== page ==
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From the Forums: SHOULD You Sweat the Small Stuff on Gemba Walks?

by Lean Leaper
August 16, 2017

From the Forums: SHOULD You Sweat the Small Stuff on Gemba Walks?

by Lean Leaper
August 16, 2017 | Comments (3)

Recently the editors of the Lean Post found this question being discussed in the forums at lean.org:

"How should a manager react to non-conformances that he/she encounters during a gemba walk? e.g. 

  • 5S: a forklift not standing in its designated zone
  • discipline: workers leaving 2 min. early for coffee break

Gemba is all about asking instead of telling, but I can't imagine that goes for such kind of observations. But what is then the right thing to do? a dozen of "small" non-conformities can easily be seen during a walk, especially in organizations where lean maturity is still quite low. If you need to react to each and every one of them, then the Gemba has become a process and discipline audit. But If you don't react, then you tolerate. Please share your experiences about this this."

An interesting question about a fundamental lean tool. We've all heard our senseis tell us, "Don't get caught up in the little mistakes on gemba walks - just observe and focus on the bigger picture." But don't the little things still account for part of the problem? Do they fix themselves when you resolve the bigger problem? Should you come back to them later? 

Here are some of the insightful responses our community has already posted:

"I think that it really depends on the issue. A safety or quality issue should be addressed immediately, otherwise the employees in the area will interpret a lack of immediate reaction as acceptance. How you respond to personnel issues will depend on how your organization is structured. In my case I would ask the employees' immediate supervisor what was going on with the longer breaks."


"Starting with the question 'why?' is pretty powerful.  

'I notice the forklift isn't parked where the designated spot is. Why is that?'

'I notice your team members leave early for coffee break. Why do they do that?'

Perhaps there are good reasons. Perhaps not, but start a dialog and try to do it assuming you do not know the answer. Don't sound accusing, but inquisitive; genuinely want to know the answer."


"It does need to be addressed. Now, if you are the front line manager, you will need to address the employees responsible for the non-conforming 5s issues and extended breaks. If you are boss address the mangers in charge of the areas. You are not disciplining them. You are making them aware you have noticed the non-conforming issues. Safety issues are a different story."

It's all up for debate - and we want to hear your thoughts! Leave a comment and let us know how YOU handle small non-conformances on your gemba walks.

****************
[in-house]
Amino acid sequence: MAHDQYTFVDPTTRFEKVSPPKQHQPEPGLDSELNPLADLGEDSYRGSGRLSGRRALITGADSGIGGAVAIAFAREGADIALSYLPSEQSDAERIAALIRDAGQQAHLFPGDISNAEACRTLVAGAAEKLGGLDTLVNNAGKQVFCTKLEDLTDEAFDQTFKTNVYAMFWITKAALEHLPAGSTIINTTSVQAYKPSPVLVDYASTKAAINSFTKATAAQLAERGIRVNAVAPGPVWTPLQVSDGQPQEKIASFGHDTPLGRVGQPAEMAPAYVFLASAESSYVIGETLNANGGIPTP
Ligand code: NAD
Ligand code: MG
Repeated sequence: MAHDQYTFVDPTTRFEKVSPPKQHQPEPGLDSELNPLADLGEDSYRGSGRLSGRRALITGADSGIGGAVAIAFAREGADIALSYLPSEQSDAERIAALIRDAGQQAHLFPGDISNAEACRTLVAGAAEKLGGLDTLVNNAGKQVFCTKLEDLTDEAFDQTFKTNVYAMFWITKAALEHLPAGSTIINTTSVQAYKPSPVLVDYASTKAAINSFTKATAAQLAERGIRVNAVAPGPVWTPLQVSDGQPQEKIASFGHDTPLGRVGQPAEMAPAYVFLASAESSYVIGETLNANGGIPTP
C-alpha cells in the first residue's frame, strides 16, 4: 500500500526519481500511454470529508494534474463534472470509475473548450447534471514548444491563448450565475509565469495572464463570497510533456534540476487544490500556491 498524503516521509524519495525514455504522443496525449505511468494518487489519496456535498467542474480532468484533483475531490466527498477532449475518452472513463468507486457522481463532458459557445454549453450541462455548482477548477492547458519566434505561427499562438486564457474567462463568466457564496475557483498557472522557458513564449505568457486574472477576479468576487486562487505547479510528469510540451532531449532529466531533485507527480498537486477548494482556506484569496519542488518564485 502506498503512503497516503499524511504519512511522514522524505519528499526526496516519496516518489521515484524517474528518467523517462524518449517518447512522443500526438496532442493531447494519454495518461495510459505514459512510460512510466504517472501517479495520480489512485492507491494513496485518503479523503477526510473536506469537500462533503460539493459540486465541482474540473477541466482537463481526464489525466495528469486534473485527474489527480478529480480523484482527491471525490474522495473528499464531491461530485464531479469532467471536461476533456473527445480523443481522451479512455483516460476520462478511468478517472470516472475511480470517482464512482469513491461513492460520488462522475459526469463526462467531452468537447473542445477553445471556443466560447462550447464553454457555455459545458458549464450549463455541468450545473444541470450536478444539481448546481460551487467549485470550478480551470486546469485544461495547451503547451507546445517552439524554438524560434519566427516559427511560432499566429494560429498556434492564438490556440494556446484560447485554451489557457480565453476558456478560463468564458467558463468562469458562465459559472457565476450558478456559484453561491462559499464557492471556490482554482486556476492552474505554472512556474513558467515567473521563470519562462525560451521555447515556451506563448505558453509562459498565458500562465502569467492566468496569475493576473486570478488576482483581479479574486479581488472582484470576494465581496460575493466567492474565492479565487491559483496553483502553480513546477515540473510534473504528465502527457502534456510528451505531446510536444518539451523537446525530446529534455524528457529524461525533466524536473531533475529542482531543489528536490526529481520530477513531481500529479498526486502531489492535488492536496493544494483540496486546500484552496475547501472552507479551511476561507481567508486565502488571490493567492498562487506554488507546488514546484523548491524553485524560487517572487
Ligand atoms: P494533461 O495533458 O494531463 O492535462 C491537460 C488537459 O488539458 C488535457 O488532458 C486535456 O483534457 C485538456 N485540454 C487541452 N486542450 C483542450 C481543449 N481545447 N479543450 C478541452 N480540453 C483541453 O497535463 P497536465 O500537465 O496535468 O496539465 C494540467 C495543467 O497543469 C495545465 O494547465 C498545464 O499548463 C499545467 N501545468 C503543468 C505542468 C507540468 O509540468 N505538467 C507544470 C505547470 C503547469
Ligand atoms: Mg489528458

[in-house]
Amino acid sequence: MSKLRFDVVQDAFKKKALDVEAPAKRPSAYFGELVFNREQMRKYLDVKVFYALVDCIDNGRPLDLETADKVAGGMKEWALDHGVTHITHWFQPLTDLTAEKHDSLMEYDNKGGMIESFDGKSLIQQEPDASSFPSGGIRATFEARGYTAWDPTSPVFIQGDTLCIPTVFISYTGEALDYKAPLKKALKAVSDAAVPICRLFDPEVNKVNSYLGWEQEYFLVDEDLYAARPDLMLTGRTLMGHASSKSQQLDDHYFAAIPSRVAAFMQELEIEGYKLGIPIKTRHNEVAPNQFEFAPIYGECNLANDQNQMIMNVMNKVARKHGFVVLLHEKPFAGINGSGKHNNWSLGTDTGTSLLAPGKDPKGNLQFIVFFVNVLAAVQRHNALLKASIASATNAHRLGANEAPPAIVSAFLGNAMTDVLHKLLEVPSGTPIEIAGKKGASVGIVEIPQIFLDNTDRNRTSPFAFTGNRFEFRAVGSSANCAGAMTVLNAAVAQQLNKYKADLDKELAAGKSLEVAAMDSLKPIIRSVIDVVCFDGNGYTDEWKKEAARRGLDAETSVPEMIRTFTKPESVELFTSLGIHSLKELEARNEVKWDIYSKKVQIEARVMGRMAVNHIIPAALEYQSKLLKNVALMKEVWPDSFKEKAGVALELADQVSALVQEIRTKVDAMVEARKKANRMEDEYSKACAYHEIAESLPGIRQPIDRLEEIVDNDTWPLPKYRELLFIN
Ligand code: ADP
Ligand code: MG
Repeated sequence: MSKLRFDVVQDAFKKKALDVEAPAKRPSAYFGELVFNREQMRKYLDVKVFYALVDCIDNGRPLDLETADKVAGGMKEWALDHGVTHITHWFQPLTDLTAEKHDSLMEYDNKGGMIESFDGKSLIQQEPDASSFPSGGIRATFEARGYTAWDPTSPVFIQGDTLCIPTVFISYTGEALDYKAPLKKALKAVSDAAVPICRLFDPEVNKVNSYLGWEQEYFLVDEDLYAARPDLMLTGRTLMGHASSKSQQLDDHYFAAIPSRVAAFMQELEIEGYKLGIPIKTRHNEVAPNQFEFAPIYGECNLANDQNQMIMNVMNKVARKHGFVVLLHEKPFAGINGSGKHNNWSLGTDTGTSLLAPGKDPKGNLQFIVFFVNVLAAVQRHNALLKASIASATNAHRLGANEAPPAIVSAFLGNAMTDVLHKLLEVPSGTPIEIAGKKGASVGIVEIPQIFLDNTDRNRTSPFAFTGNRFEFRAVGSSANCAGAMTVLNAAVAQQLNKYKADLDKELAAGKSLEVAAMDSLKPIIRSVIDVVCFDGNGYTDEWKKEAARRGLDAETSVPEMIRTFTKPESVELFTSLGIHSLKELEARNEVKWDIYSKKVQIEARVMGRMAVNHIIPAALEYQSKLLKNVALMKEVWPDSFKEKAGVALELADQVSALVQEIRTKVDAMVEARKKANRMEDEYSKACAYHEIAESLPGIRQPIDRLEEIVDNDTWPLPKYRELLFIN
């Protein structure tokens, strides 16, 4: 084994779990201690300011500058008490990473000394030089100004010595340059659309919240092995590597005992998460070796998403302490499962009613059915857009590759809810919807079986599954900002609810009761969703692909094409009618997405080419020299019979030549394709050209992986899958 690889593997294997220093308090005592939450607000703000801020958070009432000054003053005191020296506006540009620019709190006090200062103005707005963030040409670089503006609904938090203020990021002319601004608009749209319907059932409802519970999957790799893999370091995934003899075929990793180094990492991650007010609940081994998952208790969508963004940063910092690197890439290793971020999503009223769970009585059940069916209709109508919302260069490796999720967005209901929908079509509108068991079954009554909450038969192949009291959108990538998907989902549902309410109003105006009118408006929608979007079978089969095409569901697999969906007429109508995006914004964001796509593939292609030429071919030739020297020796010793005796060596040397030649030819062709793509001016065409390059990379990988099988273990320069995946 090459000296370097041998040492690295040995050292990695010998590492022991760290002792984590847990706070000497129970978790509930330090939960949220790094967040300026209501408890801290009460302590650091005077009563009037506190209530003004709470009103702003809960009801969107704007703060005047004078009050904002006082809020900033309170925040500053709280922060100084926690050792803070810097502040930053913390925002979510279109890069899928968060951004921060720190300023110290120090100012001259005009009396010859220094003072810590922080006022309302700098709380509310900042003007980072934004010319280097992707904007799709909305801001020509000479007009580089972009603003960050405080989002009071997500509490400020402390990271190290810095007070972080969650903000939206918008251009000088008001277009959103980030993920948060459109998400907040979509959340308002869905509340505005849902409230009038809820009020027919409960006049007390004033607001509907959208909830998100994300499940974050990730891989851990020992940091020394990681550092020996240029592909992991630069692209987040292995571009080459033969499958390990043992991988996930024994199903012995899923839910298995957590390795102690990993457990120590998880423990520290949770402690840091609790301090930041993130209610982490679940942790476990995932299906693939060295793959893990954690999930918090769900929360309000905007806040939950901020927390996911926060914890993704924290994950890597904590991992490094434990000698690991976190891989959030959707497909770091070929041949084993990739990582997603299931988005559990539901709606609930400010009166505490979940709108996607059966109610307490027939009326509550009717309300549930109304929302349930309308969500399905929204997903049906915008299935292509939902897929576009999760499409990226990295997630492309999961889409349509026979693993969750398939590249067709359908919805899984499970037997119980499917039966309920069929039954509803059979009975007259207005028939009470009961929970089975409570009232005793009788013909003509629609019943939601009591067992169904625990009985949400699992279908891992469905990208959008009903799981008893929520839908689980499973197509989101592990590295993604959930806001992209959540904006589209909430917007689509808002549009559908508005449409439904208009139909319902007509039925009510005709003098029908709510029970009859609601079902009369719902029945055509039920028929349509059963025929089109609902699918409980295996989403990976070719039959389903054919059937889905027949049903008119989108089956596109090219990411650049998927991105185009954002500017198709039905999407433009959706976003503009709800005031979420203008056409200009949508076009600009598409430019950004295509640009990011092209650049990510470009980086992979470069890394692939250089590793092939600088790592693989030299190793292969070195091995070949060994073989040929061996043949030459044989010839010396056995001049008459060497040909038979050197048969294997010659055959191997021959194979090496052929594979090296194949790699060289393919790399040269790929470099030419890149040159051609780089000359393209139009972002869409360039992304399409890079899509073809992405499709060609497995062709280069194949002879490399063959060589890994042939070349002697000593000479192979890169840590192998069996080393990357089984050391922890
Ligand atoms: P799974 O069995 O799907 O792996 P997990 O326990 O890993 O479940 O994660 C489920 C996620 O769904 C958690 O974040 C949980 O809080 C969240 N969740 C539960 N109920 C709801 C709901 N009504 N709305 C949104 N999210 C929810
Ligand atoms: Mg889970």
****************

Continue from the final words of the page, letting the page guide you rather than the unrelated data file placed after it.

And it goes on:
The views expressed in this post do not necessarily represent the views or policies of The Lean Enterprise Institute.
Keywords:  gemba,  leadership
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3 Comments | Post a Comment
Dave Wakeman August 16, 2017

As Gemba is about asking and learning... try asking:

"What standards are we trying to adhere to here?"

"How do you know when we are off standard?"

"How are these standards maintained in this area?"

The point is you are not letting the small details go, but asking questions to help the team learn to improve ;-)


Reply »

Frank Castillo August 16, 2017

As Dave & Aaron pointed out, if you ask the questions "Is that a normal or abnormal condition? What is your standard", you get people to think as oppose to have them get defensive. No matter how bad the conditions are at the shop floor, you also need to give them some sugar & reinforce those things that they are doing right.

Reply »

Claire Everett August 16, 2017

I think it's important to acknowledge all nonconformances, as Carmen said, if you don't then this can be seen as acceptance. 

But how you react is important, it should be appropriate to the size of the non-conformance and you should enquire about what is happening.  This should not be a matter of issuing discipline but instead you should be asking questions that are about finding out why the nonconformance occured.  Perhaps there is a standard in place that needs to be changed and you have observed a workaround, perhaps a standard has not been communicated etc.

Ignoring non-conformances doesn't advance the learning in the organization but neither does accusations.  Done well, raising all non-conformances can and should advance learning, open dialogue and ensure the voice of the people doing the process is heard.

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